He is called by a couple of names, such as ‘Honest Abe’ and ‘The Great Emancipator’. But he is most known as Abraham Lincoln, the 16th president of the United States. Lovingly remembered for his abolition of slavery, Lincoln’s kind and gentle persona continues to set an example to this day.
Born into humble roots, he mostly taught himself and showed an ardent love for learning and reading. Abraham Lincoln suffered much loss during his lifetime. However, that did not deter his spirit nor did it cast doubt upon his beliefs. That’s why he is considered to be the savior of the Union – as well as one of the great American heroes.
Abraham Lincoln: Younger Years
Abraham Lincoln was born on February 12, 1809 to parents Thomas and Nancy Hanks Lincoln in a simple log cabin in Kentucky. He had two other siblings: Sarah, his older sister, and a younger brother Thomas, who died during the early years of infancy. A land dispute forced the family to move from Kentucky to Indiana when Abe was only seven.
In 1816, they settled in Hurricane Township, Perry County. Abe’s father, Thomas, tried different trades including working as a farmer, cabinetmaker, and carpenter. He was also able to secure acres of land, despite obvious financial struggles faced by the family. It was in Indiana that Abraham Lincoln would experience one of the first hardships in his life.
In 1818, his mother Nancy died of milk sickness, also known as tremetol poisoning. Milk sickness is a type of poisoning that happens when an individual consumes milk (or other dairy products) contaminated with tremetol that comes from the white snakeroot plant. About a year later, Abe’s father married the widow, Sarah “Sally” Bush Johnston, with three children of her own.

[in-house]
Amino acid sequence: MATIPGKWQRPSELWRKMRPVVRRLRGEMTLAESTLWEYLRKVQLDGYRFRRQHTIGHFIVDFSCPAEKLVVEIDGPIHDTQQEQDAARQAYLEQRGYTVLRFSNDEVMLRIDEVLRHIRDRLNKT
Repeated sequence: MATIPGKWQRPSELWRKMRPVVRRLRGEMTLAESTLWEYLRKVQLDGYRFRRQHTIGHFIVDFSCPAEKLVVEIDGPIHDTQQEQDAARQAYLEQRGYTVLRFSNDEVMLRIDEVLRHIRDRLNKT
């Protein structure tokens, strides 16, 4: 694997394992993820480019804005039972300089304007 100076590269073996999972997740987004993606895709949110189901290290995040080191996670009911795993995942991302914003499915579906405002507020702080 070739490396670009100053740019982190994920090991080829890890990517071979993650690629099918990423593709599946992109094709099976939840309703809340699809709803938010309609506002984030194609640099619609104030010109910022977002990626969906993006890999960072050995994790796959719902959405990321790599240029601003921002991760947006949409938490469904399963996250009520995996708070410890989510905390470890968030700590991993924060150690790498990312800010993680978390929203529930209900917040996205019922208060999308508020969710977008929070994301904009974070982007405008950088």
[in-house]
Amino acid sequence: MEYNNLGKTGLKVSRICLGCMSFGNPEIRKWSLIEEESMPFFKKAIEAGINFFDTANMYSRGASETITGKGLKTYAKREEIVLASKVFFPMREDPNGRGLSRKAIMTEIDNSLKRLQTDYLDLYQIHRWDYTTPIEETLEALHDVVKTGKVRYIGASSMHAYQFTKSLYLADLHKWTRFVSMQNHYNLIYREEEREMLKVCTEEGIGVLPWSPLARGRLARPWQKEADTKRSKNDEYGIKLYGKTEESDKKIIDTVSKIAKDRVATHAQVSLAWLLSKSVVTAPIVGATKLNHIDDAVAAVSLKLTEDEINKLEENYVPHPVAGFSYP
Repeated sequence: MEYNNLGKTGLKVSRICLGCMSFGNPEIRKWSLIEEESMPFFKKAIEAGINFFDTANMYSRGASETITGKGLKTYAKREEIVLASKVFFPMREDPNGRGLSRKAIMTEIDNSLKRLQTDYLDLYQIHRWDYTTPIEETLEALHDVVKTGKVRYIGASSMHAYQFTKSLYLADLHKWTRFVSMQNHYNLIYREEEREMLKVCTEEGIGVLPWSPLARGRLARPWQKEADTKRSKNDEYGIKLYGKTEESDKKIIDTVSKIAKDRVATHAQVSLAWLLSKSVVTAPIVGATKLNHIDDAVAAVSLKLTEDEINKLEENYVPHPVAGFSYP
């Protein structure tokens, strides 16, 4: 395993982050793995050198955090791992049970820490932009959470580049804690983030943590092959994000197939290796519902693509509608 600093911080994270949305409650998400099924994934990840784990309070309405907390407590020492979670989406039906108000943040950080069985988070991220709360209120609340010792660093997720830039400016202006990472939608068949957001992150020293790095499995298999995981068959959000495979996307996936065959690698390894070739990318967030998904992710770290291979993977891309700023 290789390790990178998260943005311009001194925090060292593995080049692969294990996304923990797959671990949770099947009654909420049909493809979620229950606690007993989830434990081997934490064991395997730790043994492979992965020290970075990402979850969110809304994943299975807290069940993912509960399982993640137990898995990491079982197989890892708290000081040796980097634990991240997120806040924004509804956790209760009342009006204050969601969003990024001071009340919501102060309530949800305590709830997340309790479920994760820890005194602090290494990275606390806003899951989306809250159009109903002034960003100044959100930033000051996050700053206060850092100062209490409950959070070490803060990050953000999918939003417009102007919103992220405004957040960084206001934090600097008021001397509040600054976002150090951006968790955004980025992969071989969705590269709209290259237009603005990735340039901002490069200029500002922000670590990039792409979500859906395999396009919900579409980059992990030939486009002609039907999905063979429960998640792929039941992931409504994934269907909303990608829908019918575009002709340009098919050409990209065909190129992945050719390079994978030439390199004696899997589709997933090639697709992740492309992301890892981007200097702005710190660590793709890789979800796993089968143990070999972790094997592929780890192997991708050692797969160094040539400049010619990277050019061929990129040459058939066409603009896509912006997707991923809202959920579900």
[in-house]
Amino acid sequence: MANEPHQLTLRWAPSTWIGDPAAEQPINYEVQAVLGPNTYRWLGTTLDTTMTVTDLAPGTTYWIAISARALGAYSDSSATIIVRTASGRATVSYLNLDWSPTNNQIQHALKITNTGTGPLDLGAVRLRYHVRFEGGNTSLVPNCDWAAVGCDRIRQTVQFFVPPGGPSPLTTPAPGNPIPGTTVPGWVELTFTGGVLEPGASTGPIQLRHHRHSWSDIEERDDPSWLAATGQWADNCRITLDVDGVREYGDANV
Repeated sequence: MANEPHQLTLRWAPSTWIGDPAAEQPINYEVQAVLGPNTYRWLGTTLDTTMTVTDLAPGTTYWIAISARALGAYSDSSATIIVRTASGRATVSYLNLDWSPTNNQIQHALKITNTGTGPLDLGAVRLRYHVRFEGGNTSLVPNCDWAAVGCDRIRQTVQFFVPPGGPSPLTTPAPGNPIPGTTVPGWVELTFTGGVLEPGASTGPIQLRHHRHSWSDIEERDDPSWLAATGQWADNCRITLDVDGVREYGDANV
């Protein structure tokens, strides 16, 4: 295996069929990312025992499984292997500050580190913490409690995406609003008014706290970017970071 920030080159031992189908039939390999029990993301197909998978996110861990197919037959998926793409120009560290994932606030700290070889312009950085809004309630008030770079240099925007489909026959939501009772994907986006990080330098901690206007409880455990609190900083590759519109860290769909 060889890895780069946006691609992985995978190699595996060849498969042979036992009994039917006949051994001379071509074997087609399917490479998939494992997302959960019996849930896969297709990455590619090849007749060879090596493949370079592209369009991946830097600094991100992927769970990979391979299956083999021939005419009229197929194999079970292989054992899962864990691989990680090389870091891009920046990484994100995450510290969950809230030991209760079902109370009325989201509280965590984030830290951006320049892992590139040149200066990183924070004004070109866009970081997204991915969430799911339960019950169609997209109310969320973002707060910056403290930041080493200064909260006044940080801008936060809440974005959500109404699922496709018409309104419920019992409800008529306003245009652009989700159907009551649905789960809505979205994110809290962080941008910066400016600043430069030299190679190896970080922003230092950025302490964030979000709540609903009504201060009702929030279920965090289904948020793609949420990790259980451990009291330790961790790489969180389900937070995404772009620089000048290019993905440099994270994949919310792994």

As she was an affectionate woman, Abe grew fond of her, even calling her ‘Mother’. It was she who encouraged Abraham Lincoln’s love for reading. Though neighbors would criticize Abe for being ‘lazy’ because he preferred reading and writing, he persevered. A few of the books he had read in his youth included the King James Bible, Aesop’s Fables, Pilgrim’s Progress, Robinson Crusoe, and The Life of Washington.
As he grew to be rather tall and athletic, Abe also participated in wrestling matches. In fact, out of 300 matches, he was only defeated once. When the family moved to Illinois in 1830, he was able to get by on his own by making a living in manual labor. Eventually, Abraham Lincoln moved to New Salem where he worked as a shopkeeper, postmaster, and even general store owner.
Abraham Lincoln: Later Life
Working with different jobs and different people, Abraham Lincoln was able to practice his storytelling skills, making him popular to local folk. By the time that the Black Hawk War broke out in 1832, he was able to make important political connections. When he was elected to the Illinois state legislature, in 1834, he decided to become a lawyer and eventually practiced in the John T. Stuart law firm when he moved to Springfield, Illinois.
Abe had quite a few romantic relations in his younger years, but married Mary Todd in November 1842. She was a high-spirited woman from a wealthy Kentucky family. They had four children – but only one survived into adulthood: Robert Todd Lincoln.
When the Kansas-Nebraska Act was passed in 1854, Abraham Lincoln’s stand on slavery was awakened once more. He joined the Republican Party in 1856. Despite some challenges in his political career, he was eventually elected president on November 6, 1860.
Unfortunately, his service to the country was cut short when he was assassinated by Confederate sympathizer, John Wilkes Booth. He was shot while attending a play at Ford’s Theatre. Abraham Lincoln was pronounced dead on the morning of April 15, 1865.
Honest Abe’s principles and strength of character is a great inspiration to anyone at any age. Through these powerful Abraham Lincoln quotes, may you find the same strength to withstand hardships and rise above challenges in life.
30 Powerful Abraham Lincoln Quotes on Democracy and Success